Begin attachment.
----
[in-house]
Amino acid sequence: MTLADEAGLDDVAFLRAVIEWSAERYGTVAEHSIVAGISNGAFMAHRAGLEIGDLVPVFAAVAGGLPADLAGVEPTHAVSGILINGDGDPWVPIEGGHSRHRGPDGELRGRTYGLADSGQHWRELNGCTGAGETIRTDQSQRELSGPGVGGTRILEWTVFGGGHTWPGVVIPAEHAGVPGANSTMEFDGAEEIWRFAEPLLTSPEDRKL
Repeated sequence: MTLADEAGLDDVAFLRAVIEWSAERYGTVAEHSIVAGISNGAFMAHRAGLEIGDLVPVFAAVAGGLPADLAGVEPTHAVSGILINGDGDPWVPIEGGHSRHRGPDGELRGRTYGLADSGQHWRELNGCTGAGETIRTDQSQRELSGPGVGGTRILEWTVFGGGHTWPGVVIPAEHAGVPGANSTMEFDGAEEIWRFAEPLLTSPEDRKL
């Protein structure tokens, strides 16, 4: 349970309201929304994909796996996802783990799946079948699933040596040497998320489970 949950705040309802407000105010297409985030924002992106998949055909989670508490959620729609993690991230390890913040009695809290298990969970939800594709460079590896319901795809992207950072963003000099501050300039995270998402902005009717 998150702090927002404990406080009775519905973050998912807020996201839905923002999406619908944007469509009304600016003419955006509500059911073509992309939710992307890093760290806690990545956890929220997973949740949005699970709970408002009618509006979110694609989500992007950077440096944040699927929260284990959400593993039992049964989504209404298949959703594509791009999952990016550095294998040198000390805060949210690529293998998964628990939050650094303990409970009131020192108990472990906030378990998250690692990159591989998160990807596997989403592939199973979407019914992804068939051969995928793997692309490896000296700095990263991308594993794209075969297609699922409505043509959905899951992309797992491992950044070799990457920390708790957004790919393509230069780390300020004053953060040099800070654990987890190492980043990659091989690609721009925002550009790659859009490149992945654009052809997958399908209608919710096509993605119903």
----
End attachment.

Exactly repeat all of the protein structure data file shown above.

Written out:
[in-house]
Amino acid sequence: MTLADEAGLDDVAFLRAVIEWSAERYGTVAEHSIVAGISNGAFMAHRAGLEIGDLVPVFAAVAGGLPADLAGVEPTHAVSGILINGDGDPWVPIEGGHSRHRGPDGELRGRTYGLADSGQHWRELNGCTGAGETIRTDQSQRELSGPGVGGTRILEWTVFGGGHTWPGVVIPAEHAGVPGANSTMEFDGAEEIWRFAEPLLTSPEDRKL
Repeated sequence: MTLADEAGLDDVAFLRAVIEWSAERYGTVAEHSIVAGISNGAFMAHRAGLEIGDLVPVFAAVAGGLPADLAGVEPTHAVSGILINGDGDPWVPIEGGHSRHRGPDGELRGRTYGLADSGQHWRELNGCTGAGETIRTDQSQRELSGPGVGGTRILEWTVFGGGHTWPGVVIPAEHAGVPGANSTMEFDGAEEIWRFAEPLLTSPEDRKL
């Protein structure tokens, strides 16, 4: 349970309201929304994909796996996802783990799946079948699933040596040497998320489970 949950705040309802407000105010297409985030924002992106998949055909989670508490959620729609993690991230390890913040009695809290298990969970939800594709460079590896319901795809992207950072963003000099501050300039995270998402902005009717 998150702090927002404990406080009775519905973050998912807020996201839905923002999406619908944007469509009304600016003419955006509500059911073509992309939710992307890093760290806690990545956890929220997973949740949005699970709970408002009618509006979110694609989500992007950077440096944040699927929260284990959400593993039992049964989504209404298949959703594509791009999952990016550095294998040198000390805060949210690529293998998964628990939050650094303990409970009131020192108990472990906030378990998250690692990159591989998160990807596997989403592939199973979407019914992804068939051969995928793997692309490896000296700095990263991308594993794209075969297609699922409505043509959905899951992309797992491992950044070799990457920390708790957004790919393509230069780390300020004053953060040099800070654990987890190492980043990659091989690609721009925002550009790659859009490149992945654009052809997958399908209608919710096509993605119903």